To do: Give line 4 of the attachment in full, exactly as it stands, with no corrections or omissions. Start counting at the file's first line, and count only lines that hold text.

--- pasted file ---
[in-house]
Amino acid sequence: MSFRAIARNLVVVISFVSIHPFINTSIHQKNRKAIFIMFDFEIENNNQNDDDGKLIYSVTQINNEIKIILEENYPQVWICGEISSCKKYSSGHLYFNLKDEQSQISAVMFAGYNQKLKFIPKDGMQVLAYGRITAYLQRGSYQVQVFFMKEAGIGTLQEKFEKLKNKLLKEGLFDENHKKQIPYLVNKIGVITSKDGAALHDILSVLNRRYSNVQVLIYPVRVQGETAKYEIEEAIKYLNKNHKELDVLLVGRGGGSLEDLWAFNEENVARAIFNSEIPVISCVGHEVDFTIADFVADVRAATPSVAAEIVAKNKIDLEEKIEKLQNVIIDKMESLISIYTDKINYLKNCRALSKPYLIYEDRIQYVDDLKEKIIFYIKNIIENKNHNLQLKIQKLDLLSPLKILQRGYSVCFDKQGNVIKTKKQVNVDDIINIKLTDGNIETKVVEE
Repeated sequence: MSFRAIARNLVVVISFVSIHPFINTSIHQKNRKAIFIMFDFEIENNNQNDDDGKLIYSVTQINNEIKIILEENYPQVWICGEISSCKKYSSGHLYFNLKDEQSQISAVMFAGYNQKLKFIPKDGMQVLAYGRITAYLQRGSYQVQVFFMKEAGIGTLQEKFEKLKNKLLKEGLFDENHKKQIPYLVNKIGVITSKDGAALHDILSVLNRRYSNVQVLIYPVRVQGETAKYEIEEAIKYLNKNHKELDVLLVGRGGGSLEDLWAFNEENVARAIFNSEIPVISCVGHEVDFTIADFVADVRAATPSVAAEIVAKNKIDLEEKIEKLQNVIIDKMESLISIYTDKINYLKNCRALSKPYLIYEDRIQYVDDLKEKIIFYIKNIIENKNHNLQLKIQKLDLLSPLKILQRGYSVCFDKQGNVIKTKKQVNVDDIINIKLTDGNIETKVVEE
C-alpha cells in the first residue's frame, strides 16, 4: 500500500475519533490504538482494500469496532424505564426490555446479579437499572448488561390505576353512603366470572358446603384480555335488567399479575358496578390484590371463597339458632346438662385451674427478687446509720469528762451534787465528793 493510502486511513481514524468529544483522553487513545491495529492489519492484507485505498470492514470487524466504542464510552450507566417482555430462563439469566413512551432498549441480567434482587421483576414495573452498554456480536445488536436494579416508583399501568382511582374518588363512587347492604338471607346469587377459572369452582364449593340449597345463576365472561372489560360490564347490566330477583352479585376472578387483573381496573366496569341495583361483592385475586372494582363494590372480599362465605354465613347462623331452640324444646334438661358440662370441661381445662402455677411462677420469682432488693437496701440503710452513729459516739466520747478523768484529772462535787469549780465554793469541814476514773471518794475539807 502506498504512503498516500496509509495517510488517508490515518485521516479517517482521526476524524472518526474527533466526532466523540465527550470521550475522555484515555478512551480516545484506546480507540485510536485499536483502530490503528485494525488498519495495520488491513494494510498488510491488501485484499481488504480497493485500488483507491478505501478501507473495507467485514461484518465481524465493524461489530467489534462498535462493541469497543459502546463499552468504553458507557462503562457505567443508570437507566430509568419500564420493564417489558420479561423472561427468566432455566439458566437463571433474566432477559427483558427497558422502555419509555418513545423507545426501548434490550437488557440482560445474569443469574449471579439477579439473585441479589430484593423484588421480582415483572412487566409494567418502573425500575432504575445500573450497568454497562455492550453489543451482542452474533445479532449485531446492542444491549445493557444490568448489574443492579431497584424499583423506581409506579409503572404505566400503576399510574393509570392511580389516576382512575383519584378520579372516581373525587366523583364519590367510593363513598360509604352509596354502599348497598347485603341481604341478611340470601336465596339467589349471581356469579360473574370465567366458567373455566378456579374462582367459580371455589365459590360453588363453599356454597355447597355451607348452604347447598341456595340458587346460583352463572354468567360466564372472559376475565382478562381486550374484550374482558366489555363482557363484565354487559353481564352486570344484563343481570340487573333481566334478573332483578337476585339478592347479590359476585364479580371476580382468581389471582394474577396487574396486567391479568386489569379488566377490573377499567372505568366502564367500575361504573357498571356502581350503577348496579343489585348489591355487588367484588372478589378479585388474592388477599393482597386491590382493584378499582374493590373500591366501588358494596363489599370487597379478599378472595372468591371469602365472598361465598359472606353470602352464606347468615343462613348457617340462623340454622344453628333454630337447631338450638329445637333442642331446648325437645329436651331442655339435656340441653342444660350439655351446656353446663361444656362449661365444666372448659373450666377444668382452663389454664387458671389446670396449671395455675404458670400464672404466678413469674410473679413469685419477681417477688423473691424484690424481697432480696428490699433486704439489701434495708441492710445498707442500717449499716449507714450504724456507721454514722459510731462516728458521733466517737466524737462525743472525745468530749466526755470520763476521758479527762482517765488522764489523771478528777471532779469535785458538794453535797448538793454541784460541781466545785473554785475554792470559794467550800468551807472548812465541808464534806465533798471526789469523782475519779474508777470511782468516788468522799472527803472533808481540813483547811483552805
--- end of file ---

C-alpha cells in the first residue's frame, strides 16, 4: 500500500475519533490504538482494500469496532424505564426490555446479579437499572448488561390505576353512603366470572358446603384480555335488567399479575358496578390484590371463597339458632346438662385451674427478687446509720469528762451534787465528793 493510502486511513481514524468529544483522553487513545491495529492489519492484507485505498470492514470487524466504542464510552450507566417482555430462563439469566413512551432498549441480567434482587421483576414495573452498554456480536445488536436494579416508583399501568382511582374518588363512587347492604338471607346469587377459572369452582364449593340449597345463576365472561372489560360490564347490566330477583352479585376472578387483573381496573366496569341495583361483592385475586372494582363494590372480599362465605354465613347462623331452640324444646334438661358440662370441661381445662402455677411462677420469682432488693437496701440503710452513729459516739466520747478523768484529772462535787469549780465554793469541814476514773471518794475539807 502506498504512503498516500496509509495517510488517508490515518485521516479517517482521526476524524472518526474527533466526532466523540465527550470521550475522555484515555478512551480516545484506546480507540485510536485499536483502530490503528485494525488498519495495520488491513494494510498488510491488501485484499481488504480497493485500488483507491478505501478501507473495507467485514461484518465481524465493524461489530467489534462498535462493541469497543459502546463499552468504553458507557462503562457505567443508570437507566430509568419500564420493564417489558420479561423472561427468566432455566439458566437463571433474566432477559427483558427497558422502555419509555418513545423507545426501548434490550437488557440482560445474569443469574449471579439477579439473585441479589430484593423484588421480582415483572412487566409494567418502573425500575432504575445500573450497568454497562455492550453489543451482542452474533445479532449485531446492542444491549445493557444490568448489574443492579431497584424499583423506581409506579409503572404505566400503576399510574393509570392511580389516576382512575383519584378520579372516581373525587366523583364519590367510593363513598360509604352509596354502599348497598347485603341481604341478611340470601336465596339467589349471581356469579360473574370465567366458567373455566378456579374462582367459580371455589365459590360453588363453599356454597355447597355451607348452604347447598341456595340458587346460583352463572354468567360466564372472559376475565382478562381486550374484550374482558366489555363482557363484565354487559353481564352486570344484563343481570340487573333481566334478573332483578337476585339478592347479590359476585364479580371476580382468581389471582394474577396487574396486567391479568386489569379488566377490573377499567372505568366502564367500575361504573357498571356502581350503577348496579343489585348489591355487588367484588372478589378479585388474592388477599393482597386491590382493584378499582374493590373500591366501588358494596363489599370487597379478599378472595372468591371469602365472598361465598359472606353470602352464606347468615343462613348457617340462623340454622344453628333454630337447631338450638329445637333442642331446648325437645329436651331442655339435656340441653342444660350439655351446656353446663361444656362449661365444666372448659373450666377444668382452663389454664387458671389446670396449671395455675404458670400464672404466678413469674410473679413469685419477681417477688423473691424484690424481697432480696428490699433486704439489701434495708441492710445498707442500717449499716449507714450504724456507721454514722459510731462516728458521733466517737466524737462525743472525745468530749466526755470520763476521758479527762482517765488522764489523771478528777471532779469535785458538794453535797448538793454541784460541781466545785473554785475554792470559794467550800468551807472548812465541808464534806465533798471526789469523782475519779474508777470511782468516788468522799472527803472533808481540813483547811483552805